Relief under § 2255 is an uncommon remedy because it requires the district court "to reopen the criminal process to a person who already has had an opportunity for full process." McMahan v. United States of America, 2009 WL 509869, at *1 (N.D. Ill. Mar. 2, 2009). A § 2255 motion to vacate to set aside or correct a sentence will be granted only if the petitioner establishes "that the district court sentenced [her] in violation of the Constitution or laws of the United States or that the sentence was in excess of the maximum authorized by law or is otherwise subject to collateral attack." Hays v. United States, 397 F.3d 564, 566-67 (7th Cir. 2005)). If a § 2255 petitioner does not raise a claim in her direct appeal, that claim is barred from the Court's collateral review unless the petitioner can demonstrate cause for the procedural default and actual prejudice from the failure to appeal (see Fuller v. United States, 398 F.3d 644, 648 (7th Cir. 2005)), that enforcing the procedural default would lead to a fundamental miscarriage of justice" ( Anderson v. Benik, 471 F.3d 811, 815 (7th Cir. 2006), or that there has been a change of circumstances involving facts or law ( Varela v. United States, 481 F.3d 932, 935 (7th Cir. 2007)).

All of the claims advanced by Singleton in this case have been procedurally defaulted by his failure to file a timely appeal. A § 2255 motion is "neither a recapitulation of nor a substitute for a direct appeal." Belford v. United States, 975 F.2d 310, 313 (7th Cir. 1992). A claim cannot be raised in a § 2255 motion if it could have been raised on direct appeal. Sandoval v. United States, 574 F.3d 847, 850 (7th Cir. 2009); Galbraith v. United States, 313 F.3d 1001, 1006 (7th Cir. 2002); McCleese v. United States, 75 F.3d 1174, 1177 (7th Cir. 1996). A petitioner can only avoid the application of this procedural default if he shows good cause for and prejudice from the failure to appeal. Galbraith, 313 F.3d at 1006; Fuller v. United States, 398 F.3d 644, 648 (7th Cir. 2005).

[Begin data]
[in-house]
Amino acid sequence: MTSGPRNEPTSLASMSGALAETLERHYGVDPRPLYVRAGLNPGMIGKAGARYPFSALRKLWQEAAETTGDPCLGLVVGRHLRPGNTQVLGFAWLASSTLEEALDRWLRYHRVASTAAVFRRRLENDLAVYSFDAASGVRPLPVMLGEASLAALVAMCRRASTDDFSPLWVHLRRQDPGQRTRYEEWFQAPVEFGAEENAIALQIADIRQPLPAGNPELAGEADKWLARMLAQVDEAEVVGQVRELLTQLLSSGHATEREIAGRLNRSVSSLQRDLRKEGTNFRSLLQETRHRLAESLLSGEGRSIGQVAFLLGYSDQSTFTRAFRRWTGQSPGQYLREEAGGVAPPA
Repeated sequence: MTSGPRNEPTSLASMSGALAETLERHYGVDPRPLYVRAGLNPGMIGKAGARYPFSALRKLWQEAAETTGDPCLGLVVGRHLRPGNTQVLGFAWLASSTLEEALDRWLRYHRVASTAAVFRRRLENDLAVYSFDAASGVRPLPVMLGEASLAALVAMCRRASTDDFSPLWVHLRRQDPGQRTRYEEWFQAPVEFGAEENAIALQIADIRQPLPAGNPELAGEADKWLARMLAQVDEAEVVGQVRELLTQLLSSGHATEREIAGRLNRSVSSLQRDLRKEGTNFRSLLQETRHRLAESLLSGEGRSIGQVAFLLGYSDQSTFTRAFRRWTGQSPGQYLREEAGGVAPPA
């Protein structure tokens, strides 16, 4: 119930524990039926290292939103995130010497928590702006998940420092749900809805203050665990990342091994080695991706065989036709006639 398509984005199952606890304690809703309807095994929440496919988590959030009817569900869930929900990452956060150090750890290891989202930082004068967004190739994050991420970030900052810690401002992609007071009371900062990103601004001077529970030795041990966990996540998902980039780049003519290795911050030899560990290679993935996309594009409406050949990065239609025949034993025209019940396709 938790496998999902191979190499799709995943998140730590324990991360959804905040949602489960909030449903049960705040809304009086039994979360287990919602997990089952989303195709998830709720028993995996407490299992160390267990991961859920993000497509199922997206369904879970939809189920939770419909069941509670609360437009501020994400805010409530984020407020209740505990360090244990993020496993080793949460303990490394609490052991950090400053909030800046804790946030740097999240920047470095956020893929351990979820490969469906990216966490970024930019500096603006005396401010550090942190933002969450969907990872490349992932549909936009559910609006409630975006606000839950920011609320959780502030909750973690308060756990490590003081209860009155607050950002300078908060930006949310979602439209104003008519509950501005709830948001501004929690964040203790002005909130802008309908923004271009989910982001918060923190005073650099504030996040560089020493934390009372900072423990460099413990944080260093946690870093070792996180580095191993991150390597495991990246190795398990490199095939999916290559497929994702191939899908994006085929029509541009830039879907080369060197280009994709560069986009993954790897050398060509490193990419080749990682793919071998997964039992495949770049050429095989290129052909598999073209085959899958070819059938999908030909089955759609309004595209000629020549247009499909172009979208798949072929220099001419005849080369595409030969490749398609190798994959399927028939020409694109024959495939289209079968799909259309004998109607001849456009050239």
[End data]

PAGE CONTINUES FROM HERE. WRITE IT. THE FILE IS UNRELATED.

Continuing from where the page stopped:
Here, despite being advised of his appellate rights by the Court, Singleton never filed an appeal and, thereby, procedurally defaulted all of his claims. Furthermore, Singleton has failed to show good cause for and prejudice from the failure to appeal. Although he did not file an appeal of his sentence, Singleton has filed numerous other lawsuits seeking to challenge the Court's sentence. See Internal Revenue Service ex rel. Anthony Singleton Hall v. United States, 13 C 8434 (N.D. Ill.) (J. Lefkow); Anthony Singleton-Hall v. United States, et al., 14 C 25 (N.D. Ill.) (J. Der-Yeghiayan). These lawsuits have all been dismissed. Singleton appealed the district court's dismissal of his lawsuit in Case No. 13 C 8434, but the appeal also was also dismissed. See Appeal Nos. 13-3868, 13-3878, and 14-1045 (7th Cir.). Singleton's ability to bring multiple lawsuits challenging the Court's sentence, but failure to appeal his sentence, belies any argument that he had good cause for failing to appeal. Moreover, a petitioner's pro se status alone does not constitute cause in a cause-and-prejudice analysis. Smith v. McKee, 598 F.3d 374, 385 (7th Cir. 2010) (citing Harris v. McAdory, 334 F.3d 665, 668 (7th Cir. 2003)); Barksdale v. Lane, 957 F.2d 379, 385-86 (7th Cir. 1992). Thus, all of Singleton's claims are procedurally defaulted.[2]